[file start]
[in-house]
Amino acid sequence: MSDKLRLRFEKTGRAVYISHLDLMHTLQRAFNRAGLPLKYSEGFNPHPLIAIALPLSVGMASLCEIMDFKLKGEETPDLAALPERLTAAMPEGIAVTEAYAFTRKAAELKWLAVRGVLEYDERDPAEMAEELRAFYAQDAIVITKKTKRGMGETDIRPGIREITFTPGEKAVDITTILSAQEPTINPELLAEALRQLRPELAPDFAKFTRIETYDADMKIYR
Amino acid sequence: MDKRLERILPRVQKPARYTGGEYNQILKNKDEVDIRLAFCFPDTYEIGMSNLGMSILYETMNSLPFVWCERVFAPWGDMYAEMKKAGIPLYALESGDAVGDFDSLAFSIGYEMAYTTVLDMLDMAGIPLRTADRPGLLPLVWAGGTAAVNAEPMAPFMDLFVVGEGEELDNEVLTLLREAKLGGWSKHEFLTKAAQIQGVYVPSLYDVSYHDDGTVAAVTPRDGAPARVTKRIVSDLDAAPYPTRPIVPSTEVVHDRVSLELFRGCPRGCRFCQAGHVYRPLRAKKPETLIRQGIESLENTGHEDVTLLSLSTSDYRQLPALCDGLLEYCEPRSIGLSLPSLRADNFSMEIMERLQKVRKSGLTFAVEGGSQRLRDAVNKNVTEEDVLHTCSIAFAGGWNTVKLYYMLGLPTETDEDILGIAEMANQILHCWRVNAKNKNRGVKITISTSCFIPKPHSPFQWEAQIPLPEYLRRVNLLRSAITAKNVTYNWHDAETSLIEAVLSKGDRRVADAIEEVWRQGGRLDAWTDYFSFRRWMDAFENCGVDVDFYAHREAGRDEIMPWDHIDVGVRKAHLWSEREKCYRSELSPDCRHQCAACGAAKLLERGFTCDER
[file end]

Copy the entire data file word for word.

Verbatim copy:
[in-house]
Amino acid sequence: MSDKLRLRFEKTGRAVYISHLDLMHTLQRAFNRAGLPLKYSEGFNPHPLIAIALPLSVGMASLCEIMDFKLKGEETPDLAALPERLTAAMPEGIAVTEAYAFTRKAAELKWLAVRGVLEYDERDPAEMAEELRAFYAQDAIVITKKTKRGMGETDIRPGIREITFTPGEKAVDITTILSAQEPTINPELLAEALRQLRPELAPDFAKFTRIETYDADMKIYR
Amino acid sequence: MDKRLERILPRVQKPARYTGGEYNQILKNKDEVDIRLAFCFPDTYEIGMSNLGMSILYETMNSLPFVWCERVFAPWGDMYAEMKKAGIPLYALESGDAVGDFDSLAFSIGYEMAYTTVLDMLDMAGIPLRTADRPGLLPLVWAGGTAAVNAEPMAPFMDLFVVGEGEELDNEVLTLLREAKLGGWSKHEFLTKAAQIQGVYVPSLYDVSYHDDGTVAAVTPRDGAPARVTKRIVSDLDAAPYPTRPIVPSTEVVHDRVSLELFRGCPRGCRFCQAGHVYRPLRAKKPETLIRQGIESLENTGHEDVTLLSLSTSDYRQLPALCDGLLEYCEPRSIGLSLPSLRADNFSMEIMERLQKVRKSGLTFAVEGGSQRLRDAVNKNVTEEDVLHTCSIAFAGGWNTVKLYYMLGLPTETDEDILGIAEMANQILHCWRVNAKNKNRGVKITISTSCFIPKPHSPFQWEAQIPLPEYLRRVNLLRSAITAKNVTYNWHDAETSLIEAVLSKGDRRVADAIEEVWRQGGRLDAWTDYFSFRRWMDAFENCGVDVDFYAHREAGRDEIMPWDHIDVGVRKAHLWSEREKCYRSELSPDCRHQCAACGAAKLLERGFTCDER